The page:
Fox & Friends claims talk of a recession is a ‘deliberate’ attempt to hurt Trump’s reelection chances

According to the hosts at “Fox & Friends,” all of the bad financial news coming from Wall Street and other sources about a recession is part of a grand conspiracy meant to damage President Donald Trump politically so he doesn’t win reelection in 2020.

During a debate on the economy Monday morning, co-host Ainsley Earhardt declared:

“It’s so obvious what they are doing. They do not want him to win again and they don’t like that the economy is doing well, apparently.”

Fox Business Network contributor Charles Payne agreed, noting that even talking about a possible recession might cause one to happen:

“The CEO of Bank of America said it best, Brian Moynihan said that the only fear of recession we have is the fear of recession. In other words, the only thing that can happen in this country right now that can derail this economic juggernaut, is if everyone believes it’s going to be derailed.

“I hate to say it, but to a degree the media almost did that in December, and I think some people do it deliberately. Listen, there’s no economic data out there that suggests we are on the cusp of a recession.”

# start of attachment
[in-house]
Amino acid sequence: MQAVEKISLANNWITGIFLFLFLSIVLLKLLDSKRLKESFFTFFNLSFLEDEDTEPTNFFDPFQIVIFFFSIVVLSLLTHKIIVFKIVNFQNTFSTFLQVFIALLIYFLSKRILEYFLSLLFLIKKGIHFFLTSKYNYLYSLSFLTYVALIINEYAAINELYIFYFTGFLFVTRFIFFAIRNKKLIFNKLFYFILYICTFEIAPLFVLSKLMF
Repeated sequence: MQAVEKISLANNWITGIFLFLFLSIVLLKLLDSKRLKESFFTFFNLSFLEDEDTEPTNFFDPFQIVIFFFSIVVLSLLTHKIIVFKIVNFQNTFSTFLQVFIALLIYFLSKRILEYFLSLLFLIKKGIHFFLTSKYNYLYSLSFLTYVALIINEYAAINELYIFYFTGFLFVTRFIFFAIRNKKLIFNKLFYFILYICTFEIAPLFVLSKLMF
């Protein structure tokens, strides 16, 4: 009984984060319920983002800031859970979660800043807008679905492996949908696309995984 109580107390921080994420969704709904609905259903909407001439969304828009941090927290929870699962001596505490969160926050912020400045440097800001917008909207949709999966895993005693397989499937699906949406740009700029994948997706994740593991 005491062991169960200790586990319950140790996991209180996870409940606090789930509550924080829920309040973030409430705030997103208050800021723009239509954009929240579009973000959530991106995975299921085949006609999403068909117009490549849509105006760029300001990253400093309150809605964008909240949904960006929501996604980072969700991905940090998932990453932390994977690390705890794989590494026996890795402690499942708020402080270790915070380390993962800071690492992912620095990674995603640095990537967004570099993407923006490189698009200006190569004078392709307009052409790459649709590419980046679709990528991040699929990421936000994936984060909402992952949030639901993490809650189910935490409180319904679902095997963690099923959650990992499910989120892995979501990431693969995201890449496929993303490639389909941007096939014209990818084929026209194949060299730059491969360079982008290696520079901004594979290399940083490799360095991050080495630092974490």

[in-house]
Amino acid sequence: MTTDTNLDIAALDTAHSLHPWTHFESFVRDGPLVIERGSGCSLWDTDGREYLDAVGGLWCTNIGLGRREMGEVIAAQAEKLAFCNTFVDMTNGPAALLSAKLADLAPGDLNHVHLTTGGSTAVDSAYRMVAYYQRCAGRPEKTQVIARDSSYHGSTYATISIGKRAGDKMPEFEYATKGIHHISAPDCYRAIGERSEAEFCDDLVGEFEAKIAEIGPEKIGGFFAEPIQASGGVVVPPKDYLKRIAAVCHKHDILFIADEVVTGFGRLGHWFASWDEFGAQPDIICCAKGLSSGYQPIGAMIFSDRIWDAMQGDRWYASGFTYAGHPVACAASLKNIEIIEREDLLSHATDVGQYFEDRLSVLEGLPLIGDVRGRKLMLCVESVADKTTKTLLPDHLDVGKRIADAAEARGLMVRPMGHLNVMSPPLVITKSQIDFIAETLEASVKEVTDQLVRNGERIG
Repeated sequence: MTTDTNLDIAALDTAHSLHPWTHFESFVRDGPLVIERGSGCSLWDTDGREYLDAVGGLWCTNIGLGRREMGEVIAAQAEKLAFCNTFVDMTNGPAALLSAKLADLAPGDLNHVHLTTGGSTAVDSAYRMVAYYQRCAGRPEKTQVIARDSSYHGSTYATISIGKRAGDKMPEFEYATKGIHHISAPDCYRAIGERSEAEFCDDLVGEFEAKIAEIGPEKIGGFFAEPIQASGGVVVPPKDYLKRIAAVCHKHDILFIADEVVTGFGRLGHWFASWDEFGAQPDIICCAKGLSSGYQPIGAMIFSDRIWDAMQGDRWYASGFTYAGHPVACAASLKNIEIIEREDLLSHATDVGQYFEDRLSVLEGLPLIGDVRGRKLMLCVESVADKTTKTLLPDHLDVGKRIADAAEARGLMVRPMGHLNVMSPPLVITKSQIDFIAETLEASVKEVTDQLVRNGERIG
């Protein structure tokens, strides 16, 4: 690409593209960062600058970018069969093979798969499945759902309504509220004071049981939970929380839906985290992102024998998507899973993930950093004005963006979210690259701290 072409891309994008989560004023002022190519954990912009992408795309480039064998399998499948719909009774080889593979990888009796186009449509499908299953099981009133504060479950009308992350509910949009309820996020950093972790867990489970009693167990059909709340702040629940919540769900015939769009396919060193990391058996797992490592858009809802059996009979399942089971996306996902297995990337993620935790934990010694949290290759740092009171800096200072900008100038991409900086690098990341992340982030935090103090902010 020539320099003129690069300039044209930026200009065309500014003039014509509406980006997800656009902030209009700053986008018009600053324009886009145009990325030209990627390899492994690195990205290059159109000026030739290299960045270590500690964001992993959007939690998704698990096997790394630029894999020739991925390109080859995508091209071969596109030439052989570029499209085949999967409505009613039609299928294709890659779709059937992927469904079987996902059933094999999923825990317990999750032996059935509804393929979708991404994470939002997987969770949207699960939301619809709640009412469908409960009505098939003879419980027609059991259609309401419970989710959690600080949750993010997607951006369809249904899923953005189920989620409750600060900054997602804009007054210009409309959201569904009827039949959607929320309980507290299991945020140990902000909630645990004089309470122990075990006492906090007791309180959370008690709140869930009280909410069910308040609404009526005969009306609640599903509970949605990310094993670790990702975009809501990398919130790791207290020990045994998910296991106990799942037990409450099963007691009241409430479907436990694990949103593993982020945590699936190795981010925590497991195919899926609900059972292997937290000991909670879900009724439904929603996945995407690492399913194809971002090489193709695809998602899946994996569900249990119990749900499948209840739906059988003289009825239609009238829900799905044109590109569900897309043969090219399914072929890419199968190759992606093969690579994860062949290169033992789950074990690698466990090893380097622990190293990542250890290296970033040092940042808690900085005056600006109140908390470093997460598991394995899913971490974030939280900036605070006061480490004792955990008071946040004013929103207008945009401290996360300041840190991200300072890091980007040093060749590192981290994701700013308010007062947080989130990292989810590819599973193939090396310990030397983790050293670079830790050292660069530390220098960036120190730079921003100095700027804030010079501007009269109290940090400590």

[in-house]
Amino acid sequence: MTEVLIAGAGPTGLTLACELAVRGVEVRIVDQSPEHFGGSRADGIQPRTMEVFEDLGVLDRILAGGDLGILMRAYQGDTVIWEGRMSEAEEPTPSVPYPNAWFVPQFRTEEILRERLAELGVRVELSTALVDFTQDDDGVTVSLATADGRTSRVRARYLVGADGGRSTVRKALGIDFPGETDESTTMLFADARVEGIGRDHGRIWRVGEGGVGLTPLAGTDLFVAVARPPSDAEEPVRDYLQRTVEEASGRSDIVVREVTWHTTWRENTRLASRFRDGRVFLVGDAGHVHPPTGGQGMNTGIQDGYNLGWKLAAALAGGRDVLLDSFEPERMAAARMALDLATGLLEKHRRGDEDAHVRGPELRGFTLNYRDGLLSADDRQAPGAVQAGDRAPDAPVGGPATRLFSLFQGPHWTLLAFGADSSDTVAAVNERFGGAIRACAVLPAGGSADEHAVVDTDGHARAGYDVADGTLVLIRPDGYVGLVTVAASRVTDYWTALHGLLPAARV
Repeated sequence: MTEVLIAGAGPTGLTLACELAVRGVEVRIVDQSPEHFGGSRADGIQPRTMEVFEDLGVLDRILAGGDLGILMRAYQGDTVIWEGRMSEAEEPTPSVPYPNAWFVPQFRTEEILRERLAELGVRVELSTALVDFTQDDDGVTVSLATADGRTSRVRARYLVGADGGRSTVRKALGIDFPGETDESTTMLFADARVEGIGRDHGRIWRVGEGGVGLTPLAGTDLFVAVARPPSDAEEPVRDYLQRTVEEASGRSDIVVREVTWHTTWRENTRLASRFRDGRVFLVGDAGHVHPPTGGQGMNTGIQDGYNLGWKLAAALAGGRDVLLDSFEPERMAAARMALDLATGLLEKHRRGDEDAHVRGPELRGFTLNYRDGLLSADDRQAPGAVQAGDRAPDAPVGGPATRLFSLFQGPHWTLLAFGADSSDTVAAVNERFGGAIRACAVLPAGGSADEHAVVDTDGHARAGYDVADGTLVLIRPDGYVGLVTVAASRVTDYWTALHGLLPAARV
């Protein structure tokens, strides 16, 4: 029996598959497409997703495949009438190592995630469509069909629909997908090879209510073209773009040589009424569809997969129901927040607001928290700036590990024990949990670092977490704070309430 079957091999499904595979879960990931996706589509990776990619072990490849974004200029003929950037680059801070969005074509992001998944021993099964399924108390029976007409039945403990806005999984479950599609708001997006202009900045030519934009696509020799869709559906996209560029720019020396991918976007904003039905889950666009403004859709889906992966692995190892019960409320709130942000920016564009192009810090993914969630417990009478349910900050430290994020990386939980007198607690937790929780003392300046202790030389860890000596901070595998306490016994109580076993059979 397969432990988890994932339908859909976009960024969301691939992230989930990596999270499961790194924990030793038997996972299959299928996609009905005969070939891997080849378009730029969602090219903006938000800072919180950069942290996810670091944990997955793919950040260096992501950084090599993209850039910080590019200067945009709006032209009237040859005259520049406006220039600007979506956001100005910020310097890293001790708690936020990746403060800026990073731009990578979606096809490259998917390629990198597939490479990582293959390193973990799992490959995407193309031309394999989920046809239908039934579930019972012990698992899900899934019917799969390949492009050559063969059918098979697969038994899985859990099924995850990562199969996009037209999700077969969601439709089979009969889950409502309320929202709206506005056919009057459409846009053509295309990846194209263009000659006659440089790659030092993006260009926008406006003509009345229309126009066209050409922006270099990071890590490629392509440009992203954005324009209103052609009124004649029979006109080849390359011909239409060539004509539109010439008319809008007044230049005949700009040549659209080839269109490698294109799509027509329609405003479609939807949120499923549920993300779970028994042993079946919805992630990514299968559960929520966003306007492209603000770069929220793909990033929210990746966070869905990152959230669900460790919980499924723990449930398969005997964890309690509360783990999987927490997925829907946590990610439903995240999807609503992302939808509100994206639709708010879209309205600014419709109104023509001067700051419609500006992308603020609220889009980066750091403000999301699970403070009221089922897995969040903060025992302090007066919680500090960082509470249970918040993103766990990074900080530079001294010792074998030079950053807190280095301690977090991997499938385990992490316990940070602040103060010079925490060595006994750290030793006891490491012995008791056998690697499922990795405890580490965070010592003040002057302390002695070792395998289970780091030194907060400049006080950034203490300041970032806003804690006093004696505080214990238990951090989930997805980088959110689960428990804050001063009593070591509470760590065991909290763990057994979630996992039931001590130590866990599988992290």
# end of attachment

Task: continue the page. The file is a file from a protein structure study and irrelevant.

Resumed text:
What Payne failed to address is why exactly the president continues to demand that the Federal Reserve lower interest rates if things are so rosy for the U.S. economy. Why cut rates if things are booming? Wouldn’t that be counterproductive?

When co-host Steve Doocy pointed to an inversion of the U.S. Treasury yield curve, which has been a leading indicator of a coming recession for the past 50 years, Payne suggested that retail sales were a more important barometer, though he provided no evidence to support his assertion:

“Guess what we saw last week? Retail sales soar, absolutely soared significantly better than anyone participated. We saw an earnings report from Walmart that was absolutely remarkable.”

Payne then added that if sales are good at Walmart, that proves there’s nothing to worry about:

“Here’s why Walmart is a great proxy. Not because they did almost $131 billion in sales in three months, but because every American goes there. One-third of the shoppers have households $100,000 income. People used to think, Walmart, lower end — no. that’s Americana.”

At the end of the segment, Payne joined the conspiracy club with this statement:

“Bottom line is, it seems to be a deliberate attempt by many people to make this economy go into recession.”

Then again, if things are going so well, how can talking about something change the facts? The flawed logic being used by the folks at Fox is almost as weak as what we hear from the president via his Twitter feed.

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